By Jeff Miers
News Music Critic
Well, she certainly wasn’t lip-synching. Beyonce played the Super Bowl XLVII Halftime Show, and her appearance, at the midpoint of a game during which emotions ran high, brought a feminine touch to a testosterone-fueled party. She very well may have blown a main fuse, too; the power at the Superdome in New Orleans went out shortly into the third quarter. A coincidence? Yeah, probably. But maybe not.
Make that a decidedly feminine touch, now that you mention it. Perhaps the most notable aspect of Beyonce’s halftime performance, aside from the astute blend of choreography and visual effects, was the fact that every dancer, musician, and guest artist appearing on the stage was a woman. That’s right — no men, not a one. This was both interesting and cool, but was it a statement?
I hope so. Though I’m not exactly sure what the statement might be.
The all-women rules meant that Beyonce’s husband, Jay-Z, didn’t make an appearance either. That was the most hotly rumored possibility during the week running up to the Super Bowl, followed in close second by the possible reunion of Beyonce’s first group, Destiny’s Child. The latter did indeed happen, as the star’s former group-mates Kelly Rowland and Michelle Williams arrived on platforms that shot up from beneath the stage, to rapturous applause.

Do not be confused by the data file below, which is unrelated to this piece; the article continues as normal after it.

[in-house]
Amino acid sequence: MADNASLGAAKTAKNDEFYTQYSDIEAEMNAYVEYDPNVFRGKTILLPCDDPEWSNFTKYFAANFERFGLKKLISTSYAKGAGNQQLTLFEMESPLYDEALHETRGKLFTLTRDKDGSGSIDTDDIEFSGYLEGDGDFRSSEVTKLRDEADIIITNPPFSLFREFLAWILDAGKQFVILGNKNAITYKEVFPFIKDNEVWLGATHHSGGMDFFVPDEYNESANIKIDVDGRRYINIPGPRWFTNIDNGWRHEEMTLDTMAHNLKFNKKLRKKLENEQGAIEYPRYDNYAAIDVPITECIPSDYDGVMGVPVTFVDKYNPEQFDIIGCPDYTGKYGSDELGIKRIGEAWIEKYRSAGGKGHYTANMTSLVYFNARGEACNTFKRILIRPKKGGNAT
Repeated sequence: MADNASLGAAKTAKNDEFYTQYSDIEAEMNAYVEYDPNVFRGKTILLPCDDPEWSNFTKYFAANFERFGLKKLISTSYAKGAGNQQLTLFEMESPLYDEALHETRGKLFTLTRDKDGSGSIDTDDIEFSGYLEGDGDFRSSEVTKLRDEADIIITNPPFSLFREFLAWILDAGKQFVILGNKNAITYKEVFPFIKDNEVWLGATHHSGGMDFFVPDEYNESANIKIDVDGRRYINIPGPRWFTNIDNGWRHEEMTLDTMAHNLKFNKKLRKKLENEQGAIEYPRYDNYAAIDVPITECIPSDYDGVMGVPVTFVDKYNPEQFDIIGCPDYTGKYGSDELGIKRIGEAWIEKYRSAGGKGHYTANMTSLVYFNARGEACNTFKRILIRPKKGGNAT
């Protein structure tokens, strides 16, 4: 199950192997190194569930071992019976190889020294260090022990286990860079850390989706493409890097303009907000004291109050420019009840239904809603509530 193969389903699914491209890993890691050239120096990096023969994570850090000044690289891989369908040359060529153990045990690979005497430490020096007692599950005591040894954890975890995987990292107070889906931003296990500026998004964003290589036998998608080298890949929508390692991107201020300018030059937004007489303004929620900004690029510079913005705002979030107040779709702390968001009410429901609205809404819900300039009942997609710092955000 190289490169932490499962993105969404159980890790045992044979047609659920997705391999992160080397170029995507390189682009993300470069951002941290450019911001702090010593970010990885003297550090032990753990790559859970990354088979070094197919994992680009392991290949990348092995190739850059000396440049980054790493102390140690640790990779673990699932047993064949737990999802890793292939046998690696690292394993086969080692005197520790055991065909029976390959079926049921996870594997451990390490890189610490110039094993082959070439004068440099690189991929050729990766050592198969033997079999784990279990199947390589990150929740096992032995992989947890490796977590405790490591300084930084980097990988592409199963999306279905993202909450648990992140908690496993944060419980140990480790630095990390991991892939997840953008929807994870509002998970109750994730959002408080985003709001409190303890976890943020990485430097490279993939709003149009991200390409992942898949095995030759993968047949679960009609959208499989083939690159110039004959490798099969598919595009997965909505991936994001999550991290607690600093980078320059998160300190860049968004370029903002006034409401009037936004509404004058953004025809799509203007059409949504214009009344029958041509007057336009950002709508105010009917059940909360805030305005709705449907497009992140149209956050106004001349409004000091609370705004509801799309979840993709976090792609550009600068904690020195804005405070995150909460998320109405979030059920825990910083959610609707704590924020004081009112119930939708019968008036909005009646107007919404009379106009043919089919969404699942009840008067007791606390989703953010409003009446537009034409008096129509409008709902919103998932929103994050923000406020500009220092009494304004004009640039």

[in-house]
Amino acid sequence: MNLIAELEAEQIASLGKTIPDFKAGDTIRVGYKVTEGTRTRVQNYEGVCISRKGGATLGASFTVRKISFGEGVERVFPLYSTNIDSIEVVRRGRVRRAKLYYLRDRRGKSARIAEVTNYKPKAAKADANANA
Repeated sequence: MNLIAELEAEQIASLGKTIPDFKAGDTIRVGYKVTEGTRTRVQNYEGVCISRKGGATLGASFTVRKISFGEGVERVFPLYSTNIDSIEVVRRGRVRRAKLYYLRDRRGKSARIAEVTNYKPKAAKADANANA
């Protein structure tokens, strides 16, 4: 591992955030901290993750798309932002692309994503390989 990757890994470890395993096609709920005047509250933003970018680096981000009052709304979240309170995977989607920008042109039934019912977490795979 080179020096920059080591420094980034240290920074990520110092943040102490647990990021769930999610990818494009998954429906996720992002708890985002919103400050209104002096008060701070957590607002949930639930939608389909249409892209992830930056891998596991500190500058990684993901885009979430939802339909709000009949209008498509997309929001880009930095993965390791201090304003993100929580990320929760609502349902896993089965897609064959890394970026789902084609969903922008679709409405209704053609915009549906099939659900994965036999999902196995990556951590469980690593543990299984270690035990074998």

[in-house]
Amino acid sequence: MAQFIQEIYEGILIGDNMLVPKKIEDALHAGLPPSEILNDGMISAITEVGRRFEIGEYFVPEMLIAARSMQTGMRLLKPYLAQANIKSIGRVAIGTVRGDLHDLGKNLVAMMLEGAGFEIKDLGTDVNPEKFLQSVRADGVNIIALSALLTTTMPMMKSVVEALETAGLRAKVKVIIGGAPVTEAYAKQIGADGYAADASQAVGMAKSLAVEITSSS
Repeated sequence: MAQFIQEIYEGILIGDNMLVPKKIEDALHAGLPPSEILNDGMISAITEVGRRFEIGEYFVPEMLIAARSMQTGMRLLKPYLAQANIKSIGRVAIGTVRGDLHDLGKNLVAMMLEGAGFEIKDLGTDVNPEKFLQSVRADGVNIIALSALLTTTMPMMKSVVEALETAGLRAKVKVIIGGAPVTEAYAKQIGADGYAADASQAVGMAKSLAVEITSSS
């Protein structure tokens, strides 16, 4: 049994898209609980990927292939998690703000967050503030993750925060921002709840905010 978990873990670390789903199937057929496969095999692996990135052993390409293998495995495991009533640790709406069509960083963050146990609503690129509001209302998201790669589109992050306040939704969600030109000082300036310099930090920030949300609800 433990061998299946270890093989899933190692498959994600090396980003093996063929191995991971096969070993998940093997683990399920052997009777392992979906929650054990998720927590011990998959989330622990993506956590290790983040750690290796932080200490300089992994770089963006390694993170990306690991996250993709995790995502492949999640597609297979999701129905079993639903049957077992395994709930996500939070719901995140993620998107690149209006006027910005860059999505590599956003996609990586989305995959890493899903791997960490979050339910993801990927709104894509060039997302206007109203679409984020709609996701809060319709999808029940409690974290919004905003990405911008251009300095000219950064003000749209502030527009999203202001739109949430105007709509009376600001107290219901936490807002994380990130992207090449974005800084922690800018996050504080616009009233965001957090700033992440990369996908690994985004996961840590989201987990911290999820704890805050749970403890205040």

The Destiny’s Child reunion was nicely done, Rowland’s and Williams’ harmonies mixing beautifully with Beyonce’s, as they always did. “Single Ladies” was the peak of the reunion mini-set. Beyonce sought praise for her cohorts, got it, and seemed eager to move on — surely the 12-minute time limit coming into play.
Early on, during “Crazy In Love,” the spotlight swerved to Beyonce’s right, and centered on guitarist Bibi McGill, who took a solo while her guitar shot sparks from either end. This was pretty awesome. Of course, it was awesome when Ace Frehley of Kiss did it back in 1976, too.
Particularly breathtaking was the stage itself. Shot from above, the layout revealed lights forming a male and female face, aimed directly toward each other, though not touching. This was striking, as was another from-above shot revealing Beyonce on her back, surrounded by video projections of similarly clad dancers mimicking her moves. (The star was dressed in a black leather bodysuit with lace trim, ankle boots with six-inch heels, and knee socks.)
The choreography, the visual accompaniment, and the pace of the show with hits like “Love On Top,” “End Of Time” and “Baby Boy” running together in a rapid-fire medley — were flawless. Musically, the high point was the Destiny’s Child mini-set, with “Bootylicious” and “Independent Woman” framing the aforementioned “Single Ladies.”
As Super Bowl Halftime performances go, this one certainly had its merits. An energetic, fast-paced, and gorgeously illuminated set seemed to thrill the crowd. It all whipped by in a blur, but Beyonce was able to pack an awful lot into her 12 minutes, and the well-rehearsed show certainly presented a spectacle.
All told: An A for the choreography, an A for visuals, an A for Beyonce’s ability to sing soulfully while performing a ceaseless series of complex dance moves.
But only a C+ for the music, which failed to differentiate itself from run-of-the-mill 21st century pop-R&B.